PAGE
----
"On a CPLR 3211 motion to dismiss, the court will accept the facts as alleged in the complaint as true, accord plaintiffs the benefit of every possible favorable inference, and determine only whether the facts as alleged fit within any cognizable legal theory" (Nonnon v City of New York, 9 NY3d 825, 827  [internal quotation marks omitted]). Where evidentiary material is submitted on a motion to dismiss, pursuant to CPLR 3211 (a) (7), it may be considered in assessing the viability of a complaint, but unless the defendant demonstrates, without significant dispute, that a material fact alleged in the complaint is not a fact at all, the motion will not be granted (see 1911 Richmond Ave. Assoc., LLC v G.L.G. Capital, LLC, 60 AD3d 1021, 1022 ; Quesada v Global Land, Inc., 35 AD3d 575 ). Even when a defendant submits an affidavit in support of a CPLR 3211 (a) (7) motion to dismiss, the motion will not be granted unless it is established conclusively that the plaintiff has no cause of action (see Sokol v Leader, 74 AD3d 1180, 1182 ; Alsol Enters., Ltd. v Premier Lincoln-Mercury, Inc., 11 AD3d 493 ).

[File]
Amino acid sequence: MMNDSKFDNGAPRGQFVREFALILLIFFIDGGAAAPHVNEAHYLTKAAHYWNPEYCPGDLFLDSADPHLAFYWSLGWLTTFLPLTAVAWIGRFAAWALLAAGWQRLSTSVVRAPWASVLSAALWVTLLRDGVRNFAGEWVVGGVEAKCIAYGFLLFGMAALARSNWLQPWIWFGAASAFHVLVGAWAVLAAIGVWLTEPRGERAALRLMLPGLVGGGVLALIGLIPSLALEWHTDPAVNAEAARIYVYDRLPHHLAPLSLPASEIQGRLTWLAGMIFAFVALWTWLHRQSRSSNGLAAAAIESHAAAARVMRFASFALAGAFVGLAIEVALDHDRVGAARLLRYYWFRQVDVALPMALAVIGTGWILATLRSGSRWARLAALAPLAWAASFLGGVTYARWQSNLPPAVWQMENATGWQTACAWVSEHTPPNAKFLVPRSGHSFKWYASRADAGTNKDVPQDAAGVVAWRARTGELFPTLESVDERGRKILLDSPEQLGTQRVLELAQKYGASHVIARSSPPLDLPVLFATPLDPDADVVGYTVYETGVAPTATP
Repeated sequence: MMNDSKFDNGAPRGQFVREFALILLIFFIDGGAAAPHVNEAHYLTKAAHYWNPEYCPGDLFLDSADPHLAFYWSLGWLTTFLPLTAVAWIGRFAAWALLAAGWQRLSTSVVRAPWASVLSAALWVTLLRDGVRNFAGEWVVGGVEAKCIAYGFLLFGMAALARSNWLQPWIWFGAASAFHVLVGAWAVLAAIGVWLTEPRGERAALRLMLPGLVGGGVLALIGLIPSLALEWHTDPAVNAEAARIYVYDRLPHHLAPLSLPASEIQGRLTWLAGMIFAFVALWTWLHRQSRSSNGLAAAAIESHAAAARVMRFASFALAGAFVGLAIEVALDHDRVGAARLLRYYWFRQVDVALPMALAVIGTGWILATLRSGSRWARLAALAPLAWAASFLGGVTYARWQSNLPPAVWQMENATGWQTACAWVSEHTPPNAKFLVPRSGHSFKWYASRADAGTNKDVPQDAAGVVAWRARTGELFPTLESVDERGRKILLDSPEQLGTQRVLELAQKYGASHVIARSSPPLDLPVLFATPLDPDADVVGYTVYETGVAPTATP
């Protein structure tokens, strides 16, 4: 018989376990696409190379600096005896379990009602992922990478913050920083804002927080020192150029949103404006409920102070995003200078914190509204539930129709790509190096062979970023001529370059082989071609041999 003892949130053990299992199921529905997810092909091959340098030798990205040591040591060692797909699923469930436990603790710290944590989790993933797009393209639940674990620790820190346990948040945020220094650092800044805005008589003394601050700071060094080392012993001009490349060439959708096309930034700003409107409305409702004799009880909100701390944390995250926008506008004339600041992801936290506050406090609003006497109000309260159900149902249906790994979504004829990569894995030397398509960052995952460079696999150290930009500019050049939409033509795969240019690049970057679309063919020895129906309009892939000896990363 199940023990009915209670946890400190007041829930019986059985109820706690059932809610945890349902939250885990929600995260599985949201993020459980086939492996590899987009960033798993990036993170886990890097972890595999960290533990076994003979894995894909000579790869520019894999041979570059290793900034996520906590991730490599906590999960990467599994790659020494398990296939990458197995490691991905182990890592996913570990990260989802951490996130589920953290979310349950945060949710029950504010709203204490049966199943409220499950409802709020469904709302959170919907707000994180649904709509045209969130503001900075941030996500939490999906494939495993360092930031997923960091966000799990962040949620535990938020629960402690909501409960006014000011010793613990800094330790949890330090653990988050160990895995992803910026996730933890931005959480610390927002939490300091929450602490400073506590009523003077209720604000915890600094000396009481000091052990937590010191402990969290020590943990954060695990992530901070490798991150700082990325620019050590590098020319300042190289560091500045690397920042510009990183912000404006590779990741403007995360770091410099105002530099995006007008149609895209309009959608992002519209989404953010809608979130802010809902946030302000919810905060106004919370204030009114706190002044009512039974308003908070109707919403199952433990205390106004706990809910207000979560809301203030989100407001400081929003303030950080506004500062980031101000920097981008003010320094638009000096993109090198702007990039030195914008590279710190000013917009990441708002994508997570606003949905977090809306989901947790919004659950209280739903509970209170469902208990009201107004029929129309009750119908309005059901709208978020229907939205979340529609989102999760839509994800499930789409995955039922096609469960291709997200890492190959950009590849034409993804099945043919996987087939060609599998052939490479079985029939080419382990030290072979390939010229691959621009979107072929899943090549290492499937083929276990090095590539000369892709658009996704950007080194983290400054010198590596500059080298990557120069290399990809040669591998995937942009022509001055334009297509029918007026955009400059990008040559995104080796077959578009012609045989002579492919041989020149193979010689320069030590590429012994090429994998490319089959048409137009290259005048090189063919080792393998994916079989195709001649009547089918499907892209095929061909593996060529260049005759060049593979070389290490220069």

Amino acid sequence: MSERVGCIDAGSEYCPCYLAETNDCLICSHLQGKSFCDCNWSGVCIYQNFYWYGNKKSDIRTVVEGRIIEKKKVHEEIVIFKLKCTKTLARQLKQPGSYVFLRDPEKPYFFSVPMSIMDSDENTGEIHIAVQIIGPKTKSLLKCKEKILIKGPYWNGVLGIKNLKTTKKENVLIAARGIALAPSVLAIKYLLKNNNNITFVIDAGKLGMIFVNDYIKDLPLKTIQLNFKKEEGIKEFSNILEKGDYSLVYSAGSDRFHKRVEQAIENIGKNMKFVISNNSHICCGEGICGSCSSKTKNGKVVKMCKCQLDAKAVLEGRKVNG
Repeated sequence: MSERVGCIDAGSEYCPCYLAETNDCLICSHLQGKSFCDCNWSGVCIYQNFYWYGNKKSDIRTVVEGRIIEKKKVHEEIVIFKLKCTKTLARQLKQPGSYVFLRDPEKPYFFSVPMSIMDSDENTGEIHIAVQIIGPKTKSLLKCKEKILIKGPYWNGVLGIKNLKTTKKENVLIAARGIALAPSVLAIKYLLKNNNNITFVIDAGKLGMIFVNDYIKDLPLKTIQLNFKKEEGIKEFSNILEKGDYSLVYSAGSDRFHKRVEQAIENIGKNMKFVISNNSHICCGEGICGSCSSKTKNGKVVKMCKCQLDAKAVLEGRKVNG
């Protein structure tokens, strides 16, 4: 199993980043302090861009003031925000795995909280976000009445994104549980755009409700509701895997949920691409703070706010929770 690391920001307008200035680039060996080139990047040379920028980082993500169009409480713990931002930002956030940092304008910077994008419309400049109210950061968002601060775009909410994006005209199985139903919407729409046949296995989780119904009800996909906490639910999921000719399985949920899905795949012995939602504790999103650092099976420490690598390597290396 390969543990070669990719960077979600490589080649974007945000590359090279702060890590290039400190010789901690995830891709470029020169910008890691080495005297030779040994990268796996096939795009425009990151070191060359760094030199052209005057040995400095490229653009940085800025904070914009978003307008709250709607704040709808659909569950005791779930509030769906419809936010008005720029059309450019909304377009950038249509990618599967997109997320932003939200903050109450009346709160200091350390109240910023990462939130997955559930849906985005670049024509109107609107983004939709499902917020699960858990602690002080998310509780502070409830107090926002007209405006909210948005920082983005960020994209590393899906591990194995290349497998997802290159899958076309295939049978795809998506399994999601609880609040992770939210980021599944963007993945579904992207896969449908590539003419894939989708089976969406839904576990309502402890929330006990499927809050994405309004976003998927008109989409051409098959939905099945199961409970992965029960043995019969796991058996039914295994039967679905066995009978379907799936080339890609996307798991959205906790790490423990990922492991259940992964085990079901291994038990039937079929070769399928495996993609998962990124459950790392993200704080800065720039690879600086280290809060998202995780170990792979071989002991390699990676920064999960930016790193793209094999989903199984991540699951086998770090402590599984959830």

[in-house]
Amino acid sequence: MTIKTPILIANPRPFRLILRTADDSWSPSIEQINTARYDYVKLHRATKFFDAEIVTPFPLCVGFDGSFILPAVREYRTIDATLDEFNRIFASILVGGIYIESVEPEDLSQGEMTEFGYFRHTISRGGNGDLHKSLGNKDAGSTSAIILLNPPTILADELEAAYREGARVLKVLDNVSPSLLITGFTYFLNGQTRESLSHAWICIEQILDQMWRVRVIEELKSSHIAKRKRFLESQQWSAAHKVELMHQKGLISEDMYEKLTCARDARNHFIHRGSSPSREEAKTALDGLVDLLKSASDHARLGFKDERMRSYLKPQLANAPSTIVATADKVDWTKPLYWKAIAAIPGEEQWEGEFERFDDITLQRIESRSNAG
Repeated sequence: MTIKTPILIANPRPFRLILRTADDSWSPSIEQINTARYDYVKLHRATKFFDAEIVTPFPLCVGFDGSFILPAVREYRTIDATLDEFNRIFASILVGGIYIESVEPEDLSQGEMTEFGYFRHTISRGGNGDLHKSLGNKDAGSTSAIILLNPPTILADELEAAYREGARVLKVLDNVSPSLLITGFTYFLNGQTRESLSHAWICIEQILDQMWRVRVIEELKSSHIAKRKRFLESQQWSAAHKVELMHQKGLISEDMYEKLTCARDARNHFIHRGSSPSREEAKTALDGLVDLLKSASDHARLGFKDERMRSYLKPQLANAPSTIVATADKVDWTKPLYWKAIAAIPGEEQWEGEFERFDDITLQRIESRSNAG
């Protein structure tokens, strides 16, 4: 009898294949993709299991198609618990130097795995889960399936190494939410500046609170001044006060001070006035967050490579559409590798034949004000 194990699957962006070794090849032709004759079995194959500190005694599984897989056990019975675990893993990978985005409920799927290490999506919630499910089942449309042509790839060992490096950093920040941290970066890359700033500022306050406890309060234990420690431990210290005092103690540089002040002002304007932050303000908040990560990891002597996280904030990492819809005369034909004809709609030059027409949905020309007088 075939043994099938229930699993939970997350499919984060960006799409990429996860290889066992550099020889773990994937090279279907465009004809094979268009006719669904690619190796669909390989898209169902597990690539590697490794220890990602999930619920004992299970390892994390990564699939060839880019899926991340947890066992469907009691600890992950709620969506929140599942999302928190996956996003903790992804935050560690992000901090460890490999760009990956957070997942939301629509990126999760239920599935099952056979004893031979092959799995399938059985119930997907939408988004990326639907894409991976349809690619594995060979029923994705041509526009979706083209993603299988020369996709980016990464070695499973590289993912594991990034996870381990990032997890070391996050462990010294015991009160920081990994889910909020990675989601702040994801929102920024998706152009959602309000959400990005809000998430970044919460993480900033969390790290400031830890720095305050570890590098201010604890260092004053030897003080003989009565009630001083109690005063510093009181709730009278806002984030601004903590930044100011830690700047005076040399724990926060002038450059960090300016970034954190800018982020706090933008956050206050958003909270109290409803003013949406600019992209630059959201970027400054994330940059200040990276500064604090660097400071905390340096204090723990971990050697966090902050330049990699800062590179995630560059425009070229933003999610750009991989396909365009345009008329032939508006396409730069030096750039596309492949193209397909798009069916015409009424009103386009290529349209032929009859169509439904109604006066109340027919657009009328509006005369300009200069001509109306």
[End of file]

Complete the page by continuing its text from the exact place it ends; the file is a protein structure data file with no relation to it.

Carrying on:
Under this standard, we are of the opinion that defendant's contention regarding the sufficiency of the complaint is without merit. To the extent that defendant's attorney's affirmation alleges that defendant is an out-of-possession owner, defendant's attorney has not established that he has personal knowledge of the facts, and the "ground lease" submitted in support of the motion does not conclusively establish that defendant cannot be held liable to plaintiffs (see 1911 Richmond Ave. Assoc., LLC, 60 AD3d at 1022; Alsol Enters., Ltd., 11 AD3d at 494).
Accordingly, the order is affirmed.
Pesce and Rios, JJ., concur.
Weston, J.P., dissents in a separate memorandum. SUPREME COURT OF THE STATE OF NEW YORK APPELLATE TERM 2nd, 11th and 13th JUDICIAL DISTRICTS